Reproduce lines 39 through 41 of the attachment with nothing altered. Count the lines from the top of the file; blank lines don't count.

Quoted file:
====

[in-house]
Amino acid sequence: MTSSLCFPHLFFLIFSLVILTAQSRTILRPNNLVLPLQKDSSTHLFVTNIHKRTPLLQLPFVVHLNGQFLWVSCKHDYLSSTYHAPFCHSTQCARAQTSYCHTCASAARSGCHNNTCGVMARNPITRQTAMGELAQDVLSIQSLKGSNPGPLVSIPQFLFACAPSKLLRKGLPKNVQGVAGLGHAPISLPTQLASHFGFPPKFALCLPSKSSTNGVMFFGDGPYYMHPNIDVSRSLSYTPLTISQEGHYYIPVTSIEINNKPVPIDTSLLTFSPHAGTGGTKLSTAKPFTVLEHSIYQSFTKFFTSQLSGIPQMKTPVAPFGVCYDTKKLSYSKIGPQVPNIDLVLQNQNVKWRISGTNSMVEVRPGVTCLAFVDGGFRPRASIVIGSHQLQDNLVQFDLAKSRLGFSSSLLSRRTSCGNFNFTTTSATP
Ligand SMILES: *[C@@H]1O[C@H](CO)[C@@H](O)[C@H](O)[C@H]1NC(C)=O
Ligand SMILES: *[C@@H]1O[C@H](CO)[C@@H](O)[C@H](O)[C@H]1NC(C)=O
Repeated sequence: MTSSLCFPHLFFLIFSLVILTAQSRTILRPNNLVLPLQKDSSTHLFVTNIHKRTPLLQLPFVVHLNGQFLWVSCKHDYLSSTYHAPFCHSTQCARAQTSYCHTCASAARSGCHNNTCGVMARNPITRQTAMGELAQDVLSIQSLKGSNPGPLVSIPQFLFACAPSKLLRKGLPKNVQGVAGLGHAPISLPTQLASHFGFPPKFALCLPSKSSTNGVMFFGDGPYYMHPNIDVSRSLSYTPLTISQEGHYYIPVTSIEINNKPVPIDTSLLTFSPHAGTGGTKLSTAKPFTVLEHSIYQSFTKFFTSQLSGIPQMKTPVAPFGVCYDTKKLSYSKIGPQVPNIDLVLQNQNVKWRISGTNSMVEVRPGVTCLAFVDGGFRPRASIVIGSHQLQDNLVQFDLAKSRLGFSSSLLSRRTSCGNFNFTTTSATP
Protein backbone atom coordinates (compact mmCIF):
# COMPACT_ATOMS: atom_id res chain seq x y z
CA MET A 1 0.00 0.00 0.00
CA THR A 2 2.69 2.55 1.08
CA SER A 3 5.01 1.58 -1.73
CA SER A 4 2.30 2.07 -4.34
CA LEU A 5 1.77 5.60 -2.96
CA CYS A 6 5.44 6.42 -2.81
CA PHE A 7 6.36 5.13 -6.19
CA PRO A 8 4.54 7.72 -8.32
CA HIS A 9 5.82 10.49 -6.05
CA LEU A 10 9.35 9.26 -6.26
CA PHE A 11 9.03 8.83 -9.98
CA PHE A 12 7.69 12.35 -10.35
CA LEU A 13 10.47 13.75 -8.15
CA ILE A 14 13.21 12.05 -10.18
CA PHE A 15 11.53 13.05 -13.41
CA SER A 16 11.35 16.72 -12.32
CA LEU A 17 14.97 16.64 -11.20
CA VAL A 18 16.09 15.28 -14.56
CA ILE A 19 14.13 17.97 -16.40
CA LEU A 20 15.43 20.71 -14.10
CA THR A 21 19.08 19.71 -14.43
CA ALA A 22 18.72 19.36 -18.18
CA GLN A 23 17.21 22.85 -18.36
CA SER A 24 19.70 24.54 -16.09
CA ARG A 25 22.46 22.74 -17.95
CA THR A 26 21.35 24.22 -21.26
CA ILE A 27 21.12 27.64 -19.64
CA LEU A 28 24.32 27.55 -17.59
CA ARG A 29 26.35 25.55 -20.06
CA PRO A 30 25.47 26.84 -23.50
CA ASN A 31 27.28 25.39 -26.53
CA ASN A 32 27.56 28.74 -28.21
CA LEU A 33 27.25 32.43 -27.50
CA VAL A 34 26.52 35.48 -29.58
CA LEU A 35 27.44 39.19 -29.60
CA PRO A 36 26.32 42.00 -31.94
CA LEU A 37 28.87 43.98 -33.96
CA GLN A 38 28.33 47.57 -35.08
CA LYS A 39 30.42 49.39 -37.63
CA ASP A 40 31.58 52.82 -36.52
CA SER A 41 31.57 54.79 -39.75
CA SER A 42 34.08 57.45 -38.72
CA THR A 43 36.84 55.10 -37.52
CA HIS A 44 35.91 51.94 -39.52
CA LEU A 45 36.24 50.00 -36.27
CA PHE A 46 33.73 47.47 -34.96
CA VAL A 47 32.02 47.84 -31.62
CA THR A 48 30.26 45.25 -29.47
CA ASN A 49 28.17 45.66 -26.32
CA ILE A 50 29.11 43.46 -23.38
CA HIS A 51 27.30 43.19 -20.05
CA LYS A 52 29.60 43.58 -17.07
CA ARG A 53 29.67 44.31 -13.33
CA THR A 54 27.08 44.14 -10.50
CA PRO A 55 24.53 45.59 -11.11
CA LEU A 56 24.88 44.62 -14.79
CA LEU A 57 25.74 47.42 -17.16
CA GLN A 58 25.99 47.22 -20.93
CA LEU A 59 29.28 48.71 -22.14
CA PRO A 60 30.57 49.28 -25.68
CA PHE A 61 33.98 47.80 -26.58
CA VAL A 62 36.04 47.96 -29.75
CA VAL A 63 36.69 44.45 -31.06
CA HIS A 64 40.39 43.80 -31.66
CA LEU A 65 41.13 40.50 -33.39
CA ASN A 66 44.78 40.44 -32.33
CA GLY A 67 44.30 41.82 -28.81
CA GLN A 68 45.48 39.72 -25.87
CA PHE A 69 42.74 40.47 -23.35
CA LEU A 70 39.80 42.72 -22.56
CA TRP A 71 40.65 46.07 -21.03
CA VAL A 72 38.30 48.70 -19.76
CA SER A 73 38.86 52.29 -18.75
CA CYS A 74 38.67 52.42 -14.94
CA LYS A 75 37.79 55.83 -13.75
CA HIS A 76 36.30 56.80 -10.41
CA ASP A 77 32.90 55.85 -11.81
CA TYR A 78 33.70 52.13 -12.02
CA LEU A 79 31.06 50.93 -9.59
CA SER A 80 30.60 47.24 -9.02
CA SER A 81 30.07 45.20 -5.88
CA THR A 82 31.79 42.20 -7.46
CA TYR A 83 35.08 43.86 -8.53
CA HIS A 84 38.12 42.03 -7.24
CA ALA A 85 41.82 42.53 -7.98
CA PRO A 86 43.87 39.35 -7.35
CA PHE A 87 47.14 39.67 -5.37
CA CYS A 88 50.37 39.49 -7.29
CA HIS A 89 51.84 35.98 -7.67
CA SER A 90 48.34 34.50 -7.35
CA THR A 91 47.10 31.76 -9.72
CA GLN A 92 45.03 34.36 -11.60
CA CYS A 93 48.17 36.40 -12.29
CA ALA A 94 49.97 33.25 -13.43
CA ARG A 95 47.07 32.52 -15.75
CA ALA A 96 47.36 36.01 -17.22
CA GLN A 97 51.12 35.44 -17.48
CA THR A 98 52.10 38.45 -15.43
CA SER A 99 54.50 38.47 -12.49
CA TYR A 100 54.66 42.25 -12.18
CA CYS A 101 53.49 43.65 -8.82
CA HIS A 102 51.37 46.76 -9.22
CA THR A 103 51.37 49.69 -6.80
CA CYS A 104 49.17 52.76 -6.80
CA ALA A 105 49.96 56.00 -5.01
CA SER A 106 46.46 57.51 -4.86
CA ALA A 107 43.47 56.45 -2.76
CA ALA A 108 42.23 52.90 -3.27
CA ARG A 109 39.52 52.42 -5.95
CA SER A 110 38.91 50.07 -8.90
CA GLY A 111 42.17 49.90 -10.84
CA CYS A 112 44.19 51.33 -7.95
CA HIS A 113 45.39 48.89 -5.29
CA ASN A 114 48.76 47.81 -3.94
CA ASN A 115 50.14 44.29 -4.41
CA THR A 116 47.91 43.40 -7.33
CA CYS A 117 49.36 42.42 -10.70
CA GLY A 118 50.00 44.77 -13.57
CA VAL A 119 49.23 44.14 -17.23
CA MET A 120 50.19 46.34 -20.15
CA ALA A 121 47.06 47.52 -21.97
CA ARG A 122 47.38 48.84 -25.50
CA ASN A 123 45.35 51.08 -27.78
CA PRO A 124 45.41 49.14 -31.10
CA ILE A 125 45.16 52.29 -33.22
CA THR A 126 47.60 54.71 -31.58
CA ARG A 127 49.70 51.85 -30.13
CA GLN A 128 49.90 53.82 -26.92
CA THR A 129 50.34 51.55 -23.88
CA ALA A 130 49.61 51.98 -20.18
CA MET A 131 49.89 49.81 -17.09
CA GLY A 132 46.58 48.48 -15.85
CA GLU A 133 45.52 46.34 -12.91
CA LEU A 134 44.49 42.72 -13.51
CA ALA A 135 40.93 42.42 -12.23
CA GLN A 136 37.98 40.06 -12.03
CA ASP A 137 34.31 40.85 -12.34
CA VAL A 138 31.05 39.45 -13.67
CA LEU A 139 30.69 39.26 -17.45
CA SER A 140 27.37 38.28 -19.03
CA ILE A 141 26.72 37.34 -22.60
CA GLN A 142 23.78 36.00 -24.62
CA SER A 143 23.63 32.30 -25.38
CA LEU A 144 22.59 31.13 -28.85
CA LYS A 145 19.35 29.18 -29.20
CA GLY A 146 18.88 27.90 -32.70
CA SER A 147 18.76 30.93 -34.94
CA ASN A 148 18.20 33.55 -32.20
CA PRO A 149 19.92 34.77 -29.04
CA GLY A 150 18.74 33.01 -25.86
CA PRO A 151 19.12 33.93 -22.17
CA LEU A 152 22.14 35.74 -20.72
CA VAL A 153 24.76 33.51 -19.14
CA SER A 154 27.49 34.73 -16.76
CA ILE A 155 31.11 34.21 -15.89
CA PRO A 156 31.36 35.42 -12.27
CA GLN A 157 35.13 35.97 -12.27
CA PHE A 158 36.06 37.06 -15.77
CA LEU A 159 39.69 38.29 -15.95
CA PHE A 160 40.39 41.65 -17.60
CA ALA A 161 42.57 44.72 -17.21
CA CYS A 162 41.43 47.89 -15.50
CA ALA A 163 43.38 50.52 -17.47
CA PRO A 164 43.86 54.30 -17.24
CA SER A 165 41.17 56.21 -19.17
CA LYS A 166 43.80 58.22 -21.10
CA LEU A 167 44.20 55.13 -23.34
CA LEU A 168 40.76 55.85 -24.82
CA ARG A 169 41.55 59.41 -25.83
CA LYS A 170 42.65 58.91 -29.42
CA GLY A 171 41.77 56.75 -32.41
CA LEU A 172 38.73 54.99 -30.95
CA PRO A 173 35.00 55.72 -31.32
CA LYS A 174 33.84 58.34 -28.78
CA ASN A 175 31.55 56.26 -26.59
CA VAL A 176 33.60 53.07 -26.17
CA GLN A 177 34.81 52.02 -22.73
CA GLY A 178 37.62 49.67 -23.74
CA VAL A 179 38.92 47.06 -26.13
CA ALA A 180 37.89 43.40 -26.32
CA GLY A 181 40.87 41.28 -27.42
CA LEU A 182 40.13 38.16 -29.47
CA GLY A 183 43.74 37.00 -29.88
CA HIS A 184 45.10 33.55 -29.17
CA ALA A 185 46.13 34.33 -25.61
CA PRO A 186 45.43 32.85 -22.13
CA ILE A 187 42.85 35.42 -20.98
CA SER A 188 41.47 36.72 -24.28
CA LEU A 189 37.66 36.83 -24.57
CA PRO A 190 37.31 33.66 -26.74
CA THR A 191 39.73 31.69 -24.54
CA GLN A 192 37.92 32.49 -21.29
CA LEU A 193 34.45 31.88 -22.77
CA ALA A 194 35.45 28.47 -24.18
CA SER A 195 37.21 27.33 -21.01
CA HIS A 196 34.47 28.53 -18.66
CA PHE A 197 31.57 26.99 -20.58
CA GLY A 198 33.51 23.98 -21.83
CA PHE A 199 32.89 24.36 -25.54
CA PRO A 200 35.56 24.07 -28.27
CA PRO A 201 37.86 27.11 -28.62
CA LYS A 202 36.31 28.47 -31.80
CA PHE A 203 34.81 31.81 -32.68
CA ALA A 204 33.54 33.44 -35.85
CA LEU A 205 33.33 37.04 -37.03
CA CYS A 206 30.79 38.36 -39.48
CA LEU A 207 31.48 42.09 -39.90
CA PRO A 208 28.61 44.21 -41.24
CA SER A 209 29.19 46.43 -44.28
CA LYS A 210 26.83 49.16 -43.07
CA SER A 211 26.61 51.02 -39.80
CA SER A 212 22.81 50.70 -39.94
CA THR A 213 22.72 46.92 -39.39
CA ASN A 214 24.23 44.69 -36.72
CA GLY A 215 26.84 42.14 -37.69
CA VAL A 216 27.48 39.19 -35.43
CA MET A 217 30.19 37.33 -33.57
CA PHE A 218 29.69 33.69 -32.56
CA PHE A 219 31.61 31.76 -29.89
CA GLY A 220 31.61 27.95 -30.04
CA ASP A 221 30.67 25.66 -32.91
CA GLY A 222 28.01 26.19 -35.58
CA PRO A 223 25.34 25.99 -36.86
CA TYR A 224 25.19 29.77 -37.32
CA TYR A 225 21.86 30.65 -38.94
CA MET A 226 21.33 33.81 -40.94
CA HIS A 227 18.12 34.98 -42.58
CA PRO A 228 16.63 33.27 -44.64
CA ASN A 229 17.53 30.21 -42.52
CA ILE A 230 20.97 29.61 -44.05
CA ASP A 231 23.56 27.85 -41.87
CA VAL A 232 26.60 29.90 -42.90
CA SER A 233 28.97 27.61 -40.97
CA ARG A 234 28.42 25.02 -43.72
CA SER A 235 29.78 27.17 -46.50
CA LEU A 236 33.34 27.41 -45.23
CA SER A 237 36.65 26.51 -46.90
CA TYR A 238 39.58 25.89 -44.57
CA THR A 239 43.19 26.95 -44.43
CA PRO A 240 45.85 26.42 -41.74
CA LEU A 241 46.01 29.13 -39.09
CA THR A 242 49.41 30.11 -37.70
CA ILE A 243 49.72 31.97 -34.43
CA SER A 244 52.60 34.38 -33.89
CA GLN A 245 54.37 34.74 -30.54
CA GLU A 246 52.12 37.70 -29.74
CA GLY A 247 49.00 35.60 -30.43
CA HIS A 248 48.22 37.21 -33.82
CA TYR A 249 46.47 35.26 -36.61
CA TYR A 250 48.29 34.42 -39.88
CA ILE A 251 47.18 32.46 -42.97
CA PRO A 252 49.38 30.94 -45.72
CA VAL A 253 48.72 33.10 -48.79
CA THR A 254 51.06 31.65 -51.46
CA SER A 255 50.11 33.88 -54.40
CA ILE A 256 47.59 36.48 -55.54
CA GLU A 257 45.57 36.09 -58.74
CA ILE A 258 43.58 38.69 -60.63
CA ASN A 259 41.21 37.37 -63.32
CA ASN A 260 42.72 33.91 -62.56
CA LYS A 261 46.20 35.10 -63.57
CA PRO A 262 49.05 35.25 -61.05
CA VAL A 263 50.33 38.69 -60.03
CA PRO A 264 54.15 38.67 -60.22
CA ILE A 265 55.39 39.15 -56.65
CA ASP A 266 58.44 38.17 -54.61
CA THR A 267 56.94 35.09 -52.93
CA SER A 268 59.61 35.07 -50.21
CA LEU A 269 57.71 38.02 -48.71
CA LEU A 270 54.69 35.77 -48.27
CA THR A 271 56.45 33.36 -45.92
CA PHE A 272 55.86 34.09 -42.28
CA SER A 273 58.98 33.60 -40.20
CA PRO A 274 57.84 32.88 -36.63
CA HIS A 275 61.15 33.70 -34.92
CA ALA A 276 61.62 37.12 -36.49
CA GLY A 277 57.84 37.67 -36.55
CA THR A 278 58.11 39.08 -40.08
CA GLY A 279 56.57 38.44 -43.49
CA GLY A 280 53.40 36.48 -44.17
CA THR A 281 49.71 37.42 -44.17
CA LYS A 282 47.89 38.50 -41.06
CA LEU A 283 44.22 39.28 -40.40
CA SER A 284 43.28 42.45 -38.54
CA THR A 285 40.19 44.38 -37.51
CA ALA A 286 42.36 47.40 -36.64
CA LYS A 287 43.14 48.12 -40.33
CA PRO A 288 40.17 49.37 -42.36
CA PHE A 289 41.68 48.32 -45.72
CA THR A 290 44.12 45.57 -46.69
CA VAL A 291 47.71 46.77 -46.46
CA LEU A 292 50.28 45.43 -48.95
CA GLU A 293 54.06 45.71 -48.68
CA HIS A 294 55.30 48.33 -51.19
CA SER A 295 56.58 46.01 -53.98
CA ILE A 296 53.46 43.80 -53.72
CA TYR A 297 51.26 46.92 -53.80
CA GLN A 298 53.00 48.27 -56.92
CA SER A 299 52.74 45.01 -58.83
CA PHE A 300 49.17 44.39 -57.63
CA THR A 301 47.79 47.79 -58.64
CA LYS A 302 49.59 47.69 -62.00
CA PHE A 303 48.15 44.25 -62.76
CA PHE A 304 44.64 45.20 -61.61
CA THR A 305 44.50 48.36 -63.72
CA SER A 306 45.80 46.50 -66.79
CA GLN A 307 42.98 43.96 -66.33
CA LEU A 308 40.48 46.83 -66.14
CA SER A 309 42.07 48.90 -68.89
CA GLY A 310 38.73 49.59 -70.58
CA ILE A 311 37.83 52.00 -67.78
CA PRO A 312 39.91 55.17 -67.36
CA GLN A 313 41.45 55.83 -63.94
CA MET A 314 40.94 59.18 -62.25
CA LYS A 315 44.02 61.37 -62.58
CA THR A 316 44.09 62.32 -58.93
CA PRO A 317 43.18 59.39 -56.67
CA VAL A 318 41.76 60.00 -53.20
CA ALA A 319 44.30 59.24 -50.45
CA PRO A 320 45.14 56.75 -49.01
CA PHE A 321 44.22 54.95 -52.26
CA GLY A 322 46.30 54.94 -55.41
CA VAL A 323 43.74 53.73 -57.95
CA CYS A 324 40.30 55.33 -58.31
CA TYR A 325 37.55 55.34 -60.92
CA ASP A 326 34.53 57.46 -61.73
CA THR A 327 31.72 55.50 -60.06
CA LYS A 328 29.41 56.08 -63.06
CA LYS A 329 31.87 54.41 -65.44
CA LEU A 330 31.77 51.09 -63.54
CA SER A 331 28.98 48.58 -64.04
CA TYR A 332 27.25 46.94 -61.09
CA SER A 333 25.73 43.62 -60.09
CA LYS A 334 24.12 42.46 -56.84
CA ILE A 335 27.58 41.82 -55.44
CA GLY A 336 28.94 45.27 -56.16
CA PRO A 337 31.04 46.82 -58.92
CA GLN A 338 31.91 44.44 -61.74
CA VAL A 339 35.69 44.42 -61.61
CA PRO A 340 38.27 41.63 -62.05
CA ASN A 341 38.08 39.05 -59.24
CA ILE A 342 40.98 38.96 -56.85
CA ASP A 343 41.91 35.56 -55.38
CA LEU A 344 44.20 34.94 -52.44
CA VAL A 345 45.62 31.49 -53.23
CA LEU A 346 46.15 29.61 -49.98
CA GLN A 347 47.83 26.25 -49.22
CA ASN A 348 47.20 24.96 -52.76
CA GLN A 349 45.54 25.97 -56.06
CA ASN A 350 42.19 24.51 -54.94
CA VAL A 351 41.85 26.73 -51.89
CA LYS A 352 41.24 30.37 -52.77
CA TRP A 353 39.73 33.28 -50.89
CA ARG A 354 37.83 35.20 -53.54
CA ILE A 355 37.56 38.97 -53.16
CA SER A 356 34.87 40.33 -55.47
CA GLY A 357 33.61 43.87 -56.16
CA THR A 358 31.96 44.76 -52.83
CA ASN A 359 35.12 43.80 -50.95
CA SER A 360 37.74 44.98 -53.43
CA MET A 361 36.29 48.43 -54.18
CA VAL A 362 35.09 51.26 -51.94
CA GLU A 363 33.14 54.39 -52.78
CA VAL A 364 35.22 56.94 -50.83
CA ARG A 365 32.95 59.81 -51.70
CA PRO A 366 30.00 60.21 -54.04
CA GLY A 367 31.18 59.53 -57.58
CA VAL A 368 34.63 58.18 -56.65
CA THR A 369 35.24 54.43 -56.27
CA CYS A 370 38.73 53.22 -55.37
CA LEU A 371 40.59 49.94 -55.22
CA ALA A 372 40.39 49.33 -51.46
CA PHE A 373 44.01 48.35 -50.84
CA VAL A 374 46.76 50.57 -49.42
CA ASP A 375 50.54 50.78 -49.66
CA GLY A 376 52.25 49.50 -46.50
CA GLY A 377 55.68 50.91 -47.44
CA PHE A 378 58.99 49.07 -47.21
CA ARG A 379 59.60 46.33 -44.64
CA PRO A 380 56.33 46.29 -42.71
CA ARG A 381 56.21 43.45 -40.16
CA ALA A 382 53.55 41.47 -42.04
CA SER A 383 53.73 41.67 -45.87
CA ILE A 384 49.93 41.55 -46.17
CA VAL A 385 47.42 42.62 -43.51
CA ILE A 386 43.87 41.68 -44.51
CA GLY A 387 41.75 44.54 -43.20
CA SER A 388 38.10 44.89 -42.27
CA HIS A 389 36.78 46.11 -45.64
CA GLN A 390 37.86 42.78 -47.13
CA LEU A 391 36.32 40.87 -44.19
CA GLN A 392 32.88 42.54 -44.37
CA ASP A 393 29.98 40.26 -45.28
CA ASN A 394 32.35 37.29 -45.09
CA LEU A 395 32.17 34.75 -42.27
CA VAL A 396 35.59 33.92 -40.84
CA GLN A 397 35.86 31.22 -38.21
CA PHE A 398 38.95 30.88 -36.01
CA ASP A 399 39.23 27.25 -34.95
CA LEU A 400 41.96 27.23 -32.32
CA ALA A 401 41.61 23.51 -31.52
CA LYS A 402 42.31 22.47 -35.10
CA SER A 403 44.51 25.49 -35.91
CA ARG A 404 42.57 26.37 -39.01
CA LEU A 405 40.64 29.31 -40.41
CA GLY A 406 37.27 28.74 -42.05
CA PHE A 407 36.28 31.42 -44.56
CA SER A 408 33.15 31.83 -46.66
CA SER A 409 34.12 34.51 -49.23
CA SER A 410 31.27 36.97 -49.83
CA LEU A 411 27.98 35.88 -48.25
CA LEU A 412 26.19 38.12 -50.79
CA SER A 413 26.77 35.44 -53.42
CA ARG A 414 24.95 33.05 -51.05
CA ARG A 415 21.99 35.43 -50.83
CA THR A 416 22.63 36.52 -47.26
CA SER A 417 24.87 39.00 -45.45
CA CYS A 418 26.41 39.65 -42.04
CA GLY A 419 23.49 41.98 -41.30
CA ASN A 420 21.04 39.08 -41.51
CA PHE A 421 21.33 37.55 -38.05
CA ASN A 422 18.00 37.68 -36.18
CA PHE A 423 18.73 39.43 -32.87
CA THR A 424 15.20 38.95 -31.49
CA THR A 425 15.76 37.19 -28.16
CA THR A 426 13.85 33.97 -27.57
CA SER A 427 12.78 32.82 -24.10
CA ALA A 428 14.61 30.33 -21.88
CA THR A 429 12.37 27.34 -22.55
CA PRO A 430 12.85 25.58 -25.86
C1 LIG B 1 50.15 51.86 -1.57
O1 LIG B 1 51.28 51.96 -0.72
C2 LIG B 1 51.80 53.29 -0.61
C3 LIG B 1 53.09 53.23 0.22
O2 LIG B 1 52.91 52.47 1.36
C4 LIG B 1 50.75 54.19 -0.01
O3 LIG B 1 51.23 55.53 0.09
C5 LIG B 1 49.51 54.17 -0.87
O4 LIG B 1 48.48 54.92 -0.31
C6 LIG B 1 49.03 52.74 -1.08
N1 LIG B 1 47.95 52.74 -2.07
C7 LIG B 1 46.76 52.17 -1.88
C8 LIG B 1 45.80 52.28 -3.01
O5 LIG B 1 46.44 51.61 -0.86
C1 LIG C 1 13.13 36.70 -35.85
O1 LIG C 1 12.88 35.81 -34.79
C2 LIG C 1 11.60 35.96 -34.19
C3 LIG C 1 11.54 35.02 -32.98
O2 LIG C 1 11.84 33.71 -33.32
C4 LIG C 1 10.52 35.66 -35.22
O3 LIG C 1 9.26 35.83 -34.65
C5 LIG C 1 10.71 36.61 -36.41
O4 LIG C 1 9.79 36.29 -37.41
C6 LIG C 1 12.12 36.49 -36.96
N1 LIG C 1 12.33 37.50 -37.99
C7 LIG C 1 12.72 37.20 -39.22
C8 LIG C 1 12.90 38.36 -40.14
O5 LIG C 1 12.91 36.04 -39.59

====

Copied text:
CA ASN A 32 27.56 28.74 -28.21
CA LEU A 33 27.25 32.43 -27.50
CA VAL A 34 26.52 35.48 -29.58